Prosocial behavior, as opposed to selfish behavior, benefits others and yourself at the same time, new research shows. Prosocial behavior has a prosocial motive, such as helping others or cooperating in relation to shared goals.
Whether people act prosocially or selfishly in a certain situations has been a topic of discussion possibly since the beginning of time. We know that acting prosocially is linked to positive outcomes at the individual level. But since the goal of prosocial behavior is to help others, this finding could be considered a pleasant side effect.
A 2022 meta-analysis of 201 studies involving 666 effect sizes (Liao et al., 2022) shows that, on average, prosocial motivation has a moderate association with prosocial behavior, a small-to-moderate association with well-being and job performance, and a small association with career success.
The authors use this definition of prosocial motivation:
The desire to benefit others or expend effort out of concern for others.
Also, prosocial motivation predicted all four outcomes beyond intelligence and personality traits. Think about this… Having prosocial motivation at work predicts your well-being and performance better than your intelligence and personality (even traits related to prosociality).
So, having prosocial motivation is different from having prosocial traits. Prosocial motivation is something that manifests itself in the context of the work setting and it changes over time in different contexts.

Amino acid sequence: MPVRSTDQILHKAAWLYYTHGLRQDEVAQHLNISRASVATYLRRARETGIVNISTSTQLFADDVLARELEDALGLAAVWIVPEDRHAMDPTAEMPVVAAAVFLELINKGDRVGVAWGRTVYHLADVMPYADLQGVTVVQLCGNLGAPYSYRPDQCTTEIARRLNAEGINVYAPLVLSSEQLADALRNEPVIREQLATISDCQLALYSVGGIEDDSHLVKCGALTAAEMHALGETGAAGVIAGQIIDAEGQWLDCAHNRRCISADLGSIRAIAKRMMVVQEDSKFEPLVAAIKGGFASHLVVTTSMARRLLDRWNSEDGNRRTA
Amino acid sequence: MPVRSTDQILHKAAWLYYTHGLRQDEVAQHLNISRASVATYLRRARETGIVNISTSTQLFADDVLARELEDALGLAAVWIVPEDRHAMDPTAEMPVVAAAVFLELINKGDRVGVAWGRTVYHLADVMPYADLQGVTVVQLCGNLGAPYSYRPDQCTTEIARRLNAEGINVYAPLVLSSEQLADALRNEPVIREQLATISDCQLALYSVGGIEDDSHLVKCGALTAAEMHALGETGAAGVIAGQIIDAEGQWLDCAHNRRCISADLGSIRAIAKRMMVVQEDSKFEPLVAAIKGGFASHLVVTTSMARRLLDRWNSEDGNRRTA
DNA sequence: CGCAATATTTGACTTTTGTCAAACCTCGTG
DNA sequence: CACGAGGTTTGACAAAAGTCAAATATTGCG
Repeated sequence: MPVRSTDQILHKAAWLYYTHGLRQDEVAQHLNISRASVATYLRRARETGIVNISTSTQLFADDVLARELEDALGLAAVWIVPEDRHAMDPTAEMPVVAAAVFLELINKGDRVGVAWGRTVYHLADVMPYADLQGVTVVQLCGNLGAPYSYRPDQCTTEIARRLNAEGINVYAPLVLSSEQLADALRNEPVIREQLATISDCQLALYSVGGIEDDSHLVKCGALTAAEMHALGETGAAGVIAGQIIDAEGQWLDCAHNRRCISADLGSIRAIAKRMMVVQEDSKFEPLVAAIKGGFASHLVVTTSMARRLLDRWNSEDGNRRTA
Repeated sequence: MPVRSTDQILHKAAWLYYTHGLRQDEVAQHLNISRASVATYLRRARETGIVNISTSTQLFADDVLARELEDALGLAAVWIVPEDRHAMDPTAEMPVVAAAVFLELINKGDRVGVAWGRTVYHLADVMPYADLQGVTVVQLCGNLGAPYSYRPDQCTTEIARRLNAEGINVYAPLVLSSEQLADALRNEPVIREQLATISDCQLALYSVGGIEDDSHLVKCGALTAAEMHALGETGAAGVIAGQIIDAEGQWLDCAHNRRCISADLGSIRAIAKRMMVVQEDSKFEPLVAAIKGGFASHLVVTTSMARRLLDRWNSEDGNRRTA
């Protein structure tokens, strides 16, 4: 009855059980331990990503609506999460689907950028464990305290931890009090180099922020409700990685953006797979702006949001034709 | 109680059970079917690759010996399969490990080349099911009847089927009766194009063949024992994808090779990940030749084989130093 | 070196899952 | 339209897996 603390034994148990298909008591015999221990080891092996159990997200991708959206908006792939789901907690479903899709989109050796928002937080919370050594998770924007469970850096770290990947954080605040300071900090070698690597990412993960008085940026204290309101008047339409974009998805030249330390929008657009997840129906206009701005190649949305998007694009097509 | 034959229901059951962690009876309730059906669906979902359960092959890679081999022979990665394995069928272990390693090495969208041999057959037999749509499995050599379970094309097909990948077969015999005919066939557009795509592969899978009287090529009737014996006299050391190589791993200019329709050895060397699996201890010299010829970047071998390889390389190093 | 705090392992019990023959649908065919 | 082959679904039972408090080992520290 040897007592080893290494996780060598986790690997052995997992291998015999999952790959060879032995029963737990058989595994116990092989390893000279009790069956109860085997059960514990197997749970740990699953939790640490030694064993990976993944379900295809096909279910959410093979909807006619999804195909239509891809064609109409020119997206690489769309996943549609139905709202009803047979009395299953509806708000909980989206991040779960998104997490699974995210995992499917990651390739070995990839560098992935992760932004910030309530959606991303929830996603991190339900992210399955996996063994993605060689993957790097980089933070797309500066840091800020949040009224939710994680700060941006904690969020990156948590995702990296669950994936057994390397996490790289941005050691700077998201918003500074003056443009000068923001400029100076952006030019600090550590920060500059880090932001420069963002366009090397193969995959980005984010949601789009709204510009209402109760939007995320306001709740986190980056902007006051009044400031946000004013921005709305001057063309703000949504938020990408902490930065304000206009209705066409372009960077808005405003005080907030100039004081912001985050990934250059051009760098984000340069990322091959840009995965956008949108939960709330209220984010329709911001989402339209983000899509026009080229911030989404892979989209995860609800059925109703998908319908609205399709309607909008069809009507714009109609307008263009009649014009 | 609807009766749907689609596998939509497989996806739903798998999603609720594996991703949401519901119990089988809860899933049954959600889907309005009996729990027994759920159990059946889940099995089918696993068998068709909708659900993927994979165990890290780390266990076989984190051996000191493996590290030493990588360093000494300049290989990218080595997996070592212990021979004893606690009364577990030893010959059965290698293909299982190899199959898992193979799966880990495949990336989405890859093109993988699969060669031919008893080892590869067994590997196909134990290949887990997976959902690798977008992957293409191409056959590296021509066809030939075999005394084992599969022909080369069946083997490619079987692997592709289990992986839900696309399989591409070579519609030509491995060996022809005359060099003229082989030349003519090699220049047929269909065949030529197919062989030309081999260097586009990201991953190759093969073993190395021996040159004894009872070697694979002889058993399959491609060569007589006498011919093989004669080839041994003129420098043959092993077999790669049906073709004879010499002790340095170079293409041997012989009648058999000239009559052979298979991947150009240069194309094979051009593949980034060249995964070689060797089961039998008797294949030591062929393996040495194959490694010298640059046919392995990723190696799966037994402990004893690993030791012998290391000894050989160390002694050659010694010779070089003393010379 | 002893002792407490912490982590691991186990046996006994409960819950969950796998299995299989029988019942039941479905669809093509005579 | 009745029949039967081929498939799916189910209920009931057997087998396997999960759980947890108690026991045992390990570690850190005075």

The authors mention that other meta-analyses have found positive associations between prosociality and well-being in non-work settings. I put the links to all of these studies in the last section of this article for your interest. It is studies of 26,000-178,000 participants that find positive associations between prosociality and well-being, even when the prosocial behavior involves personal sacrifices.
These findings show how important it is for people to work on something greater than themselves – to help others and to cooperate.
The authors state,
“Unlike highly agreeable individuals who may focus on pleasing others and prioritize relationship goals at the cost of performance and career advacement goals, prosocially motivated employees are viewed as contributors at work and are rewarded with greater job performance and career advanements in organizations…”
The authors add to this,
“… It is important for individuals to understand when and why one’s “niceness” is perceived positively, e.g. focusing on benefiting others instead of pleasing others; focusing on achieving joint outcomes rather than prioritizing interpersonal relationships…”
What can we take home from this? At the individual level, it is important that you commit yourself to shared goals and focus on your contributions in relation to others in your job. At the organizational level, it is important to engage employees in a prosocial work culture.
Other references on prosocial behavior and well-being:
- Rewards of kindness? A meta-analysis of the link between prosociality and well-being? (Hui et al, 2020)
- Communal motivation and well-being in interpersonal relationships: An integrative review oand meta-analysis (Le et al., 2018)
- The link between sacrifice and relational and personal well-being: A meta-analysis (Righetti et al., 2020).
If anyone is interested in the numbers, you can see the correlations below (Liao et al., 2022):